Warren Buffett's Berkshire Hathaway Inc.is being hit hard by the coronavirus pandemic, posting a record quarterly net loss of almost $50 billion on Saturday and saying performance is suffering in several major operating businesses.
Berkshire reported a first-quarter loss of $49.7 billion, or $30,653 per Class A share equivalent, from $21.66 billion, or $13,209 a share, in the year-earlier period.
The two men likely were likely to be asked about the almost $50 billion loss that Berkshire reported Saturday morning and the huge pile of cash the company is holding. Investors and non-investors alike can witness history, live, as Berkshire Hathaway Chairman and CEO Warren Buffett shares his unscripted views on the company, the markets, the economy, corporate governance, and a lot more.
The billionaire investor's company was widely expected to deploy a chunk of its $US128 billion cash pile last quarter, but instead its reserves grew to $US137 billion by the end of March. The year before, Berkshire's investments added $15.5 billion to the company's profits. Edward Jones analyst Jim Shanahan said it was striking that Buffett didn't find any bargains to invest in at the end of the first quarter.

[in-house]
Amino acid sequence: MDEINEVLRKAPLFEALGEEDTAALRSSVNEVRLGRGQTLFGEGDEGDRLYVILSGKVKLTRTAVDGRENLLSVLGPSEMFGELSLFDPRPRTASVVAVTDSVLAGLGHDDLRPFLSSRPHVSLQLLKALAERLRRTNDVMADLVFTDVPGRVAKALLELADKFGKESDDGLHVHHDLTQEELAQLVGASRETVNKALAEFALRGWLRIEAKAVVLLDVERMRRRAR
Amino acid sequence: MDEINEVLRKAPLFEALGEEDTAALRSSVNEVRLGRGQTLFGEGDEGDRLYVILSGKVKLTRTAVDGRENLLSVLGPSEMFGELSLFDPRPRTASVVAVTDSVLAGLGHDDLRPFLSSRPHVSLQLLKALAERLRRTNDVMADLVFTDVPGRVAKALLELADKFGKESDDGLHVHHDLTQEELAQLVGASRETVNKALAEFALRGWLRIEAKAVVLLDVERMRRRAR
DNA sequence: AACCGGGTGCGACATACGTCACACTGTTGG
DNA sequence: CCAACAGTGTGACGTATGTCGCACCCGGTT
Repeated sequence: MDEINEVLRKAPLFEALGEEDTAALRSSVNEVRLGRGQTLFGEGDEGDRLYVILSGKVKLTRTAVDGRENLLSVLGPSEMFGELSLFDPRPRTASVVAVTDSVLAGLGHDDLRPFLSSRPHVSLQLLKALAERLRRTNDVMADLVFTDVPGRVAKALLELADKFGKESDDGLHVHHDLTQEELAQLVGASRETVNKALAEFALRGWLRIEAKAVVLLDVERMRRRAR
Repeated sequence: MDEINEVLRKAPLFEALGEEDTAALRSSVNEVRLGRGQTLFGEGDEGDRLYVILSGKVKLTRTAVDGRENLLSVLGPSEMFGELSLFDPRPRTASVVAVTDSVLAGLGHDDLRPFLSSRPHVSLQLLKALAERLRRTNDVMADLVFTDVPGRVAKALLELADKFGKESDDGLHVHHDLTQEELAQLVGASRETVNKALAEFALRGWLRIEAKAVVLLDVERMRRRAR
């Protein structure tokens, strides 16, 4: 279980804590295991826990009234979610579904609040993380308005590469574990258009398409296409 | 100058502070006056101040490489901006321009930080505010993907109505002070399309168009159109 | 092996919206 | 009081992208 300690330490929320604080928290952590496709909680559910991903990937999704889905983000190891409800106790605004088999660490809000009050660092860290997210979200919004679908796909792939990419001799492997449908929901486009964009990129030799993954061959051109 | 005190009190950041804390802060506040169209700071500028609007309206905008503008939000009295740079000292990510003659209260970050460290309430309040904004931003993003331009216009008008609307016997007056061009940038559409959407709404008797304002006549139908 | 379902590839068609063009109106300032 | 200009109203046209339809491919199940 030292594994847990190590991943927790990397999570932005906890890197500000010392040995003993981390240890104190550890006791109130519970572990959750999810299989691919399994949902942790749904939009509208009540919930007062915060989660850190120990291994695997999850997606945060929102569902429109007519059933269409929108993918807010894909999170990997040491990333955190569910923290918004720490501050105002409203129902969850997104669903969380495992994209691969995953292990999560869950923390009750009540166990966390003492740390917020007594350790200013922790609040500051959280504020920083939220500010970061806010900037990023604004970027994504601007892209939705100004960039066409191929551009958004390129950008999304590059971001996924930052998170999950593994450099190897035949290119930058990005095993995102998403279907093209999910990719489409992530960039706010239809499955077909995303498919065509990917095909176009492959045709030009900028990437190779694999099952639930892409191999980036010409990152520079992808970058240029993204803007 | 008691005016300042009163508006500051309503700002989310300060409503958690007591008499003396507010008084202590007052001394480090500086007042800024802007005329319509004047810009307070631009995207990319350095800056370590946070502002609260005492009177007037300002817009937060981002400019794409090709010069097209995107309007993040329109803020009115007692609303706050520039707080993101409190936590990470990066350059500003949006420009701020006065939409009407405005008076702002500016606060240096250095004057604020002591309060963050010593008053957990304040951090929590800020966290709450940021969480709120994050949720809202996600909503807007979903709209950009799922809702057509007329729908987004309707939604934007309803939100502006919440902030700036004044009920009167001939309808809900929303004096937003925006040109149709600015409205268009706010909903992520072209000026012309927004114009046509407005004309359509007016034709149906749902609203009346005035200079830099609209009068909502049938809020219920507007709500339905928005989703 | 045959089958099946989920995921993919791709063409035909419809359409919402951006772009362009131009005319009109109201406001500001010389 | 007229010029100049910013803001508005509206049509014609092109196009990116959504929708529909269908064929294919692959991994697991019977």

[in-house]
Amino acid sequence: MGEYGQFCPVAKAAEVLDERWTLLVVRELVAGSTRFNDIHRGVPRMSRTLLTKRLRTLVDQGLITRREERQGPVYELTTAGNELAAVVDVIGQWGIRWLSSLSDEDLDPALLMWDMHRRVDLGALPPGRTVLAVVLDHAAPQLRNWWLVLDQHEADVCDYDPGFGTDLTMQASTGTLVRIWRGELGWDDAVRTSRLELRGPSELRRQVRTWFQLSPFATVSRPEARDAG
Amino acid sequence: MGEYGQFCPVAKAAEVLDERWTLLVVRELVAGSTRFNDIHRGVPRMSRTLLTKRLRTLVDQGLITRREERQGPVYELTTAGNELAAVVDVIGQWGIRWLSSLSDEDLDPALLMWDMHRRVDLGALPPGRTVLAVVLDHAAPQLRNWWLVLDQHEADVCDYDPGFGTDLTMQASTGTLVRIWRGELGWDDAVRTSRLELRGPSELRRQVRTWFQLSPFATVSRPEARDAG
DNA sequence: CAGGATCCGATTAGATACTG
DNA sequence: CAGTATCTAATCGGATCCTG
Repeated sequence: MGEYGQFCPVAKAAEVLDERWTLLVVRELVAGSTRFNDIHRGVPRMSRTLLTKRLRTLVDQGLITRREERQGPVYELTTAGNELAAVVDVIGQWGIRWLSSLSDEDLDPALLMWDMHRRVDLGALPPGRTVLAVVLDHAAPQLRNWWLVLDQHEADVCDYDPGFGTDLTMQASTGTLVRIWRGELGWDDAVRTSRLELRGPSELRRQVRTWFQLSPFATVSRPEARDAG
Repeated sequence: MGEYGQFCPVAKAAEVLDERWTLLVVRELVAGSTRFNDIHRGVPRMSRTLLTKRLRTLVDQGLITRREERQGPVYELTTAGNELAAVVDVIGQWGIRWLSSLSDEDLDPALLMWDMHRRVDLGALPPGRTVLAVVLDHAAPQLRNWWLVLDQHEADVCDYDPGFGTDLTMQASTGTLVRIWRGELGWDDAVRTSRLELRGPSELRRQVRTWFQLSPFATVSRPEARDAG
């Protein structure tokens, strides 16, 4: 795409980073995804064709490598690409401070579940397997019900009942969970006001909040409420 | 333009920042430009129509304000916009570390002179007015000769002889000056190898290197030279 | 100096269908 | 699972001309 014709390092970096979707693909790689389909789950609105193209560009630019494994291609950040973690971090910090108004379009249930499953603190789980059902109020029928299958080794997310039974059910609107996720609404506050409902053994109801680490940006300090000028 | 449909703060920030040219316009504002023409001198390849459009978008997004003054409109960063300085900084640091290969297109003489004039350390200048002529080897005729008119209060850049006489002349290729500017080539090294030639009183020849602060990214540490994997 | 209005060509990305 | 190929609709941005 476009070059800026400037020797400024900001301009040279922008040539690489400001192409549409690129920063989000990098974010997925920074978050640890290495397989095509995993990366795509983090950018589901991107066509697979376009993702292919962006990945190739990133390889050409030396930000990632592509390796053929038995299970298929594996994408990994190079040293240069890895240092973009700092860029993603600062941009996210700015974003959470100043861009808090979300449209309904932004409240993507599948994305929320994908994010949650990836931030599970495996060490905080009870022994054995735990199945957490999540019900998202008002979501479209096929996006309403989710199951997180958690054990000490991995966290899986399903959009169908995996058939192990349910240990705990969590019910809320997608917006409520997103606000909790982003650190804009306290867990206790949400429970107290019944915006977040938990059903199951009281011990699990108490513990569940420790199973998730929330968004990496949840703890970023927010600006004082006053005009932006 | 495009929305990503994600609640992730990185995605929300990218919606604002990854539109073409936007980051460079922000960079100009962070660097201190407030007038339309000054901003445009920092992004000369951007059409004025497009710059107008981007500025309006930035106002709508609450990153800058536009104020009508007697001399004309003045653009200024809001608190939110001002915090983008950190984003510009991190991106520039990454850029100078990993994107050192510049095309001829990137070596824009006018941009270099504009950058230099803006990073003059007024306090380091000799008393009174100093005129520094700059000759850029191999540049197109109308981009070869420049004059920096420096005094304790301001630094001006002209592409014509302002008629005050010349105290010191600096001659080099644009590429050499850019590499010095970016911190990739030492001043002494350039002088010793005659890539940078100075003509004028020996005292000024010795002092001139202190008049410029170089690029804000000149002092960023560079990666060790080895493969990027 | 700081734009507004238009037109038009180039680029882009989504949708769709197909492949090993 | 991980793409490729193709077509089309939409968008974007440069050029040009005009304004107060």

Still, Shanahan said Berkshire is "as well positioned as it can be", reflecting its diverse businesses and substantial liquidity and access to capital.
On Saturday afternoon, Buffett plans to lead an abbreviated online version of Berkshire's annual meeting without any of the roughly 40,000 shareholders who typically attend.
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Berkshire Hathaway Inc. owns more than 90 companies, including the BNSF railroad and insurance, utility, furniture and jewelry businesses.
Investors have been disappointed with Berkshire.
Expects 2020 underwriting results will be affected by lower premiums for certain business attributable to premium credits granted to policyholders and when premiums are a function of the insured's payroll.
"The Standard & Poor's 500 slid 20% in the first quarter but there were steeper falls in several large Berkshire holdings including American Express, Bank of America, Wells Fargo and four airlines - American, Delta, Southwest and United".
Falling stocks also caused a $1.39 billion pre-tax loss on derivatives contracts, where Berkshire is betting stock prices will rise over the long haul.